Online Encyclopedia

DOCKET (perhaps from " dock," to curt...

Online Encyclopedia
Originally appearing in Volume V08, Page 364 of the 1911 Encyclopedia Britannica.
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DOCKET (perhaps from " dock," to curtail or cut short, with the diminutive suffix et, but the origin of the word is obscure; it has come into use since the 15th century), in law, a brief summary or digest of a case, or a memorandum of legal decisions; also the alphabetical list of cases down for trial, or of suits pending. Such cases are said to be " on the docket." In commercial use, a docket is a warrant from the custom-house, stating that the duty on goods entered has been paid, or the label fastened to goods, showing their destination, value, contents, &c., and, generally, any indorsement on the back of a document, briefly setting out its contents.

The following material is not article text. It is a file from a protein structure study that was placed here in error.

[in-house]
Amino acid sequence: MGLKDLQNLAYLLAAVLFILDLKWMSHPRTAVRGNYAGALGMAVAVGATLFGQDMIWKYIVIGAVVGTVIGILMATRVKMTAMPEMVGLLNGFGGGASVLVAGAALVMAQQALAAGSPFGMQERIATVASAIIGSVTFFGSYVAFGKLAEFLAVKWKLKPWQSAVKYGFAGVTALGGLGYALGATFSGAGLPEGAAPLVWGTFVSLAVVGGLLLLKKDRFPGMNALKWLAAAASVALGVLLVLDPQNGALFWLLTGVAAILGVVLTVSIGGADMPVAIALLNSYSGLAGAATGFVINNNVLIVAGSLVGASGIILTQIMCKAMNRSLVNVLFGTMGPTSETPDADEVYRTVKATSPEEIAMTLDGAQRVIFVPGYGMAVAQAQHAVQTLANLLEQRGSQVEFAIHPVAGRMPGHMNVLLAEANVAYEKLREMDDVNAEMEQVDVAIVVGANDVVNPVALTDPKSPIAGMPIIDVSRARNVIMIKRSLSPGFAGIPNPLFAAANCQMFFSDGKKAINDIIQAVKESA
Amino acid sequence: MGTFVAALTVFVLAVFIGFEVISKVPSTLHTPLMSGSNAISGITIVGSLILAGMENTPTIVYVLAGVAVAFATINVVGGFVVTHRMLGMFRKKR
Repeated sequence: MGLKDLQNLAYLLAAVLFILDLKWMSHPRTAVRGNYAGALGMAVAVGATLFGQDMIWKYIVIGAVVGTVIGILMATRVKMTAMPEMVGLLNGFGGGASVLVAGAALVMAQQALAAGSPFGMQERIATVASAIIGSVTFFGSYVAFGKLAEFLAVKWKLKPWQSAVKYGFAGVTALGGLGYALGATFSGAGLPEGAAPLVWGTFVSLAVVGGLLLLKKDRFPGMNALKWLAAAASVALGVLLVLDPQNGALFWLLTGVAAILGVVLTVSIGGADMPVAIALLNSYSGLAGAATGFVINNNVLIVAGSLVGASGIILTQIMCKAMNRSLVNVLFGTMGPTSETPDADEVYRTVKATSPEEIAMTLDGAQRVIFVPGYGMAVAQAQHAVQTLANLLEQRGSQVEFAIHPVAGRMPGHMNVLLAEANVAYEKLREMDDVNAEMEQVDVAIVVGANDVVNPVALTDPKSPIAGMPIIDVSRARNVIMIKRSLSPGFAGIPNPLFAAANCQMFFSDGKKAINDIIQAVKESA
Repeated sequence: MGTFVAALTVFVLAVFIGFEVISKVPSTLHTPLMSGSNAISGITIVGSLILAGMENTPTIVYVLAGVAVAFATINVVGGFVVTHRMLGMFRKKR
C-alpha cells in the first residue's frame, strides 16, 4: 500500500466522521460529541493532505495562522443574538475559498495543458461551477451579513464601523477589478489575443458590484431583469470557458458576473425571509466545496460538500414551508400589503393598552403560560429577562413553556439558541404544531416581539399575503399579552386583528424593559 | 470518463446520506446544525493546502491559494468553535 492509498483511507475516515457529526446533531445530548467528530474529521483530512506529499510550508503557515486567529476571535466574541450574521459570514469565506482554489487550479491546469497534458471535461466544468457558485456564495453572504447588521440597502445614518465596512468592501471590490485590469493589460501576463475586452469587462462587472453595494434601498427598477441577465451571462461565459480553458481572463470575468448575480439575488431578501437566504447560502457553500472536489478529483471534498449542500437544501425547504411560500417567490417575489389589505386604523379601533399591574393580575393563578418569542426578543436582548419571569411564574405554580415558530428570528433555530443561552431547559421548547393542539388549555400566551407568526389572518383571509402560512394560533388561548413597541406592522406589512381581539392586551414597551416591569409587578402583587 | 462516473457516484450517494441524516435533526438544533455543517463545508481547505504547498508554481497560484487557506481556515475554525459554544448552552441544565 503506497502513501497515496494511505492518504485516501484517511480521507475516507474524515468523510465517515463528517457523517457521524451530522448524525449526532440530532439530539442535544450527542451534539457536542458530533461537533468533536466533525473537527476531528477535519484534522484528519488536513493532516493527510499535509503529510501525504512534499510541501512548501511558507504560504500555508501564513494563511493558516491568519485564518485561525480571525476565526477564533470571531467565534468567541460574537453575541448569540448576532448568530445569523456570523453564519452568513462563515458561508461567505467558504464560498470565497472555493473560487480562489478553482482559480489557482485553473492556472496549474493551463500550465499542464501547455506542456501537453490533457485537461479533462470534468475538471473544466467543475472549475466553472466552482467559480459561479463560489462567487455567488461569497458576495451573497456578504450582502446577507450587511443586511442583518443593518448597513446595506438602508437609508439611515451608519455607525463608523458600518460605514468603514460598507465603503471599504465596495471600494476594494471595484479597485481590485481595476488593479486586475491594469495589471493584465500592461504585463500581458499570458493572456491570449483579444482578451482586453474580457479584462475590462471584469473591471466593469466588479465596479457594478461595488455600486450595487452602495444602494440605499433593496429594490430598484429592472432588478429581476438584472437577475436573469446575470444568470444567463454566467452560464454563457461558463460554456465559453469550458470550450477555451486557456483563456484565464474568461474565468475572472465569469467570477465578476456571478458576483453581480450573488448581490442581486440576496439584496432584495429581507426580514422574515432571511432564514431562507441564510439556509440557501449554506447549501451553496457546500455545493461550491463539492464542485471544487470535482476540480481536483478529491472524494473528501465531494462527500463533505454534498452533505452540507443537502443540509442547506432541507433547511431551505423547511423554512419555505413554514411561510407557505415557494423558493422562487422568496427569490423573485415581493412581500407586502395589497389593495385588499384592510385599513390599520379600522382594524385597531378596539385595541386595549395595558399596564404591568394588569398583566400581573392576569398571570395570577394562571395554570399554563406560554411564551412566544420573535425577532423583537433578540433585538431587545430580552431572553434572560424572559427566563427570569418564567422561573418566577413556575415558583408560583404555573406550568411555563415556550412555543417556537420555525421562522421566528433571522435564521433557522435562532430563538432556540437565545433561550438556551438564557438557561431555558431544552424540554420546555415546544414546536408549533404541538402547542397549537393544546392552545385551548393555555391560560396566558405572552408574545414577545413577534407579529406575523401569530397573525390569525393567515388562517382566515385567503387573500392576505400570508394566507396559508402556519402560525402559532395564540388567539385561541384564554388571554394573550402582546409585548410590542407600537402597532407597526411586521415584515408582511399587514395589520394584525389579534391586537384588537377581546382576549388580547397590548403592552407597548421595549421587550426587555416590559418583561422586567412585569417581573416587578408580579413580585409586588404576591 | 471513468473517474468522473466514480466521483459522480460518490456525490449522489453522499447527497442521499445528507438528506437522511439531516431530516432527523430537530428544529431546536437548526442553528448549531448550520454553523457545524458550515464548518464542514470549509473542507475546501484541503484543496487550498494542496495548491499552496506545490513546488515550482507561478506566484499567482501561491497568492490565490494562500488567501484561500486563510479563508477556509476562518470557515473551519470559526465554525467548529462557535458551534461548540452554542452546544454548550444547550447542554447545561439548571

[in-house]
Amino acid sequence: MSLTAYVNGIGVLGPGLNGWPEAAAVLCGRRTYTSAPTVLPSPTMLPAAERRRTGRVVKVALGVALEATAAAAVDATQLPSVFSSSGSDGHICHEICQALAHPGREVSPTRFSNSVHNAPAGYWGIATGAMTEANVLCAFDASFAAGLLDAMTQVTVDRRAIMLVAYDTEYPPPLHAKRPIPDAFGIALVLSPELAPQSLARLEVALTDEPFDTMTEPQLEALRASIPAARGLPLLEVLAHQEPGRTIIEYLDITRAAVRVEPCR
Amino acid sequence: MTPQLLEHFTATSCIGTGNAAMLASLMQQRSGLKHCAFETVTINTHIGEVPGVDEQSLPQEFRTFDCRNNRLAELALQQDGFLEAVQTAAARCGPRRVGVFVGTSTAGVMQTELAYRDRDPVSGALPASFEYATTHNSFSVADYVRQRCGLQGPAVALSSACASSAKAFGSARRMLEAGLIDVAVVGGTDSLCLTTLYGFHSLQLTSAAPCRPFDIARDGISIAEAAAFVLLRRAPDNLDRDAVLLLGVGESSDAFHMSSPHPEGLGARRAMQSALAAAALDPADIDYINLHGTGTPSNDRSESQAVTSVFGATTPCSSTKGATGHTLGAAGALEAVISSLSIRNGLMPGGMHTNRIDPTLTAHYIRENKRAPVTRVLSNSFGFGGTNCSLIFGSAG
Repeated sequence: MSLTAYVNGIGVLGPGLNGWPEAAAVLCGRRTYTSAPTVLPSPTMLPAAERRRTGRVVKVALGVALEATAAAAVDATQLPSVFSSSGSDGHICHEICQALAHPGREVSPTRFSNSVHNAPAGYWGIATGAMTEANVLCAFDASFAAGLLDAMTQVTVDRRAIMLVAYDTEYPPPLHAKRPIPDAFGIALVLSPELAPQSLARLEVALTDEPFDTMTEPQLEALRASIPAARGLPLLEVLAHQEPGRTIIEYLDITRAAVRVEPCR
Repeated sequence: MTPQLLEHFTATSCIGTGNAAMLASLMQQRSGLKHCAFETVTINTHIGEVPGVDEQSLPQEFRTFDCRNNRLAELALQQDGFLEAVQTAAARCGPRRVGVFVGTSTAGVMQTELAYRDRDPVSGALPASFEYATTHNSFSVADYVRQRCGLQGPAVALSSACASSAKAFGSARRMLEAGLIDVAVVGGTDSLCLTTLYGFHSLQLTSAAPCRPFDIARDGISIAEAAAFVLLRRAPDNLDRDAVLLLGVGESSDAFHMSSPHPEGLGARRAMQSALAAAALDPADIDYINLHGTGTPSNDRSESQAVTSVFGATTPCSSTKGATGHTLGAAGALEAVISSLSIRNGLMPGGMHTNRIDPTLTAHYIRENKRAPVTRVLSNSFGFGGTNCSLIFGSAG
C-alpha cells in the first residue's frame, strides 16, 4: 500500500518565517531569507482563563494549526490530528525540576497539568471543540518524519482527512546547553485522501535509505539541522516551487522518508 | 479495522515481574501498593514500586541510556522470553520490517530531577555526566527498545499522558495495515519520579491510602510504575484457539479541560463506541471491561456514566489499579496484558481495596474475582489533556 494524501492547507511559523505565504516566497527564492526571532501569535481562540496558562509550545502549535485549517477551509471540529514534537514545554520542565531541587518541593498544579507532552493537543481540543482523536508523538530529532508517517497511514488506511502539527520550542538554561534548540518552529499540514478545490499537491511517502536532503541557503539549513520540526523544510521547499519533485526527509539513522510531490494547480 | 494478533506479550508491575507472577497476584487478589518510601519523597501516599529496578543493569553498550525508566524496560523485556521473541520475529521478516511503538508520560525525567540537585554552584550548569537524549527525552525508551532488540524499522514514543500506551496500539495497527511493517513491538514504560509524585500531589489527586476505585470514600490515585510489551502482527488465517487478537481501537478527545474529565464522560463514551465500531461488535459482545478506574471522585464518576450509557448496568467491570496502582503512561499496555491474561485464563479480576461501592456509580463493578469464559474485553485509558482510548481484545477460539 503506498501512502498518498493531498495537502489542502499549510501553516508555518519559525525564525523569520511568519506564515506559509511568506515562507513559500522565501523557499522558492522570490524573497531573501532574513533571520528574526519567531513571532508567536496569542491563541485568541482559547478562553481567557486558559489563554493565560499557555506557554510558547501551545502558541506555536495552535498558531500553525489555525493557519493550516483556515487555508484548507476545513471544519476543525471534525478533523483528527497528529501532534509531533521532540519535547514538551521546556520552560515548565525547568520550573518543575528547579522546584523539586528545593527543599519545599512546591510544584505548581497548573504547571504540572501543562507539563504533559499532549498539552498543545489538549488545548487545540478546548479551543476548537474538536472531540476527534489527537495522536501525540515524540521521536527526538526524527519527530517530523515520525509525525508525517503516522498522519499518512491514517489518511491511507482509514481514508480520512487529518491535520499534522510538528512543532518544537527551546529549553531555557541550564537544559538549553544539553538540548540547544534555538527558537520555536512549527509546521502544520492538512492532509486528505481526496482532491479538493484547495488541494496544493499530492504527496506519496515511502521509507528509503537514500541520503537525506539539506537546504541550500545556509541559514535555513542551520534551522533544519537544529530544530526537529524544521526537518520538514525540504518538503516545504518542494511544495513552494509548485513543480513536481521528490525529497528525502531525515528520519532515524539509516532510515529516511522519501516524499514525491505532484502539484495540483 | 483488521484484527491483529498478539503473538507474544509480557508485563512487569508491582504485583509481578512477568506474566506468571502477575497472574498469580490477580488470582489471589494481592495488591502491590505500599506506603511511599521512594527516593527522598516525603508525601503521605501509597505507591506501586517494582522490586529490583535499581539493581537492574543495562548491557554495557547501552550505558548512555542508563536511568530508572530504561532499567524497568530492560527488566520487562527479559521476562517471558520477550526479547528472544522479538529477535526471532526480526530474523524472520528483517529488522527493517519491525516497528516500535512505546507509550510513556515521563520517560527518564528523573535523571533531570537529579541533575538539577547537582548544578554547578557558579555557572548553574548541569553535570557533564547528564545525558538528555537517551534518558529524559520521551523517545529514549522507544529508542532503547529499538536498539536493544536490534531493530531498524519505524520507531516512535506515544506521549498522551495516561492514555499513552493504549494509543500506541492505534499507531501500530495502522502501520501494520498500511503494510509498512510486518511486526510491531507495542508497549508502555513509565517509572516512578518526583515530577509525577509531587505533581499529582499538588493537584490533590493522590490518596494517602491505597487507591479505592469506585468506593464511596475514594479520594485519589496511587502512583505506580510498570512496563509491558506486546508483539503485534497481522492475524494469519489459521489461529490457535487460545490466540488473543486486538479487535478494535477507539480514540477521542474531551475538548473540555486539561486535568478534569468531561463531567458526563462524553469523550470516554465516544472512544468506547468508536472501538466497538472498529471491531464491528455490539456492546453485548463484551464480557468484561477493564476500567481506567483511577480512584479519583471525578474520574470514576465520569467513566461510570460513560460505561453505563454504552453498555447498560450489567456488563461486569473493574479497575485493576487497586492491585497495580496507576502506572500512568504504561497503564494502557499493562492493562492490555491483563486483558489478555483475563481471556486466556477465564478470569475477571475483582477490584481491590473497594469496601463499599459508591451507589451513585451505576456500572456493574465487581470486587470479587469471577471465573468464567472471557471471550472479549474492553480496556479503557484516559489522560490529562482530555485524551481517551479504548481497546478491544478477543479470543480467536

End of Article: DOCKET (perhaps from " dock," to curtail or cut short, with the diminutive suffix et, but the origin of the word is obscure; it has come into use since the 15th century)
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